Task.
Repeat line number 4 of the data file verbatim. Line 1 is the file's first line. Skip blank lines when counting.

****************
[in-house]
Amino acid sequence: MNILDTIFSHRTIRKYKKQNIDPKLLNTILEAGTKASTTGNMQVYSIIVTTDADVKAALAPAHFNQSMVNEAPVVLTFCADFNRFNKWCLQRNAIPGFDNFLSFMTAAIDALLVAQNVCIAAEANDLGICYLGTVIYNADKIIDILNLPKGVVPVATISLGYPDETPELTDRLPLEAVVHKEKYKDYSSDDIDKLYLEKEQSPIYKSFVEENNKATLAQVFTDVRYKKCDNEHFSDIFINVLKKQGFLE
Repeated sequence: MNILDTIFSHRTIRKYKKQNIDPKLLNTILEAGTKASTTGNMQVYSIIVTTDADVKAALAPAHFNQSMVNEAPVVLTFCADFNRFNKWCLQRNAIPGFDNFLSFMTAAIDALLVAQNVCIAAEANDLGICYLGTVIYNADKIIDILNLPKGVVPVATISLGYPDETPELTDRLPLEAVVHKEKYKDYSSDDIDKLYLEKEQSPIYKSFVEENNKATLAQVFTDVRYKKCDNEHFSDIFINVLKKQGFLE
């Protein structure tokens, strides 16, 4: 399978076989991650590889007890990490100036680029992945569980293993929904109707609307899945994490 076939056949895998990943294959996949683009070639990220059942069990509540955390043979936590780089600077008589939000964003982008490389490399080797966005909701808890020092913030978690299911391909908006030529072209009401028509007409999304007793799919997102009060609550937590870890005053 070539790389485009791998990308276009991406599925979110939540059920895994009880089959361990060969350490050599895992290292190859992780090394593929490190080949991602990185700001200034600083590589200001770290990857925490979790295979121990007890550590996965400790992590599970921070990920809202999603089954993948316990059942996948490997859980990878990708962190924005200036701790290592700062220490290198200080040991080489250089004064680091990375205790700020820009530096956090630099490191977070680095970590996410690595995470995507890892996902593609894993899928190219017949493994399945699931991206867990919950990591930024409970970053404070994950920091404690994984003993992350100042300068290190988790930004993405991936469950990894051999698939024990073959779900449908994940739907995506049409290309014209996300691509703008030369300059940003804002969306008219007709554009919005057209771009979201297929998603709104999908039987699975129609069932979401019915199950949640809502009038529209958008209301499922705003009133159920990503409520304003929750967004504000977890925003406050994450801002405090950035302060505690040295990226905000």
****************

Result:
């Protein structure tokens, strides 16, 4: 399978076989991650590889007890990490100036680029992945569980293993929904109707609307899945994490 076939056949895998990943294959996949683009070639990220059942069990509540955390043979936590780089600077008589939000964003982008490389490399080797966005909701808890020092913030978690299911391909908006030529072209009401028509007409999304007793799919997102009060609550937590870890005053 070539790389485009791998990308276009991406599925979110939540059920895994009880089959361990060969350490050599895992290292190859992780090394593929490190080949991602990185700001200034600083590589200001770290990857925490979790295979121990007890550590996965400790992590599970921070990920809202999603089954993948316990059942996948490997859980990878990708962190924005200036701790290592700062220490290198200080040991080489250089004064680091990375205790700020820009530096956090630099490191977070680095970590996410690595995470995507890892996902593609894993899928190219017949493994399945699931991206867990919950990591930024409970970053404070994950920091404690994984003993992350100042300068290190988790930004993405991936469950990894051999698939024990073959779900449908994940739907995506049409290309014209996300691509703008030369300059940003804002969306008219007709554009919005057209771009979201297929998603709104999908039987699975129609069932979401019915199950949640809502009038529209958008209301499922705003009133159920990503409520304003929750967004504000977890925003406050994450801002405090950035302060505690040295990226905000």